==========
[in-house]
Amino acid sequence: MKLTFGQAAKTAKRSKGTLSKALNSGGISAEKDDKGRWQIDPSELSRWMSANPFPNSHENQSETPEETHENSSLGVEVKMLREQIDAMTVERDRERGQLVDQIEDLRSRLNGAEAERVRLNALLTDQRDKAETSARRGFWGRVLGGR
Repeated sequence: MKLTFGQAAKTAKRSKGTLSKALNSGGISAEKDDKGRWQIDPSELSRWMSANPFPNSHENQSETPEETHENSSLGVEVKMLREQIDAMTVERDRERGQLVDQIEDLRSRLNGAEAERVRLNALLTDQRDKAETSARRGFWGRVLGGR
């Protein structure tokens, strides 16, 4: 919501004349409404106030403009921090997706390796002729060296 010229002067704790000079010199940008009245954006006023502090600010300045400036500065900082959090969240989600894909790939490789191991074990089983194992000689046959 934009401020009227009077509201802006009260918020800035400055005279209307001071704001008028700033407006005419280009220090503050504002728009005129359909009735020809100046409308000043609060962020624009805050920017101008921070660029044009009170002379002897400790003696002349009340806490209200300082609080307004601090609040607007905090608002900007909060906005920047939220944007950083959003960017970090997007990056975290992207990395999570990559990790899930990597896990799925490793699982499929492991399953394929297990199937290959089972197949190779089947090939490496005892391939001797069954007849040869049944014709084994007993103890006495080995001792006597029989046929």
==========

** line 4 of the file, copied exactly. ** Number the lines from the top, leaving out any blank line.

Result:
């Protein structure tokens, strides 16, 4: 919501004349409404106030403009921090997706390796002729060296 010229002067704790000079010199940008009245954006006023502090600010300045400036500065900082959090969240989600894909790939490789191991074990089983194992000689046959 934009401020009227009077509201802006009260918020800035400055005279209307001071704001008028700033407006005419280009220090503050504002728009005129359909009735020809100046409308000043609060962020624009805050920017101008921070660029044009009170002379002897400790003696002349009340806490209200300082609080307004601090609040607007905090608002900007909060906005920047939220944007950083959003960017970090997007990056975290992207990395999570990559990790899930990597896990799925490793699982499929492991399953394929297990199937290959089972197949190779089947090939490496005892391939001797069954007849040869049944014709084994007993103890006495080995001792006597029989046929």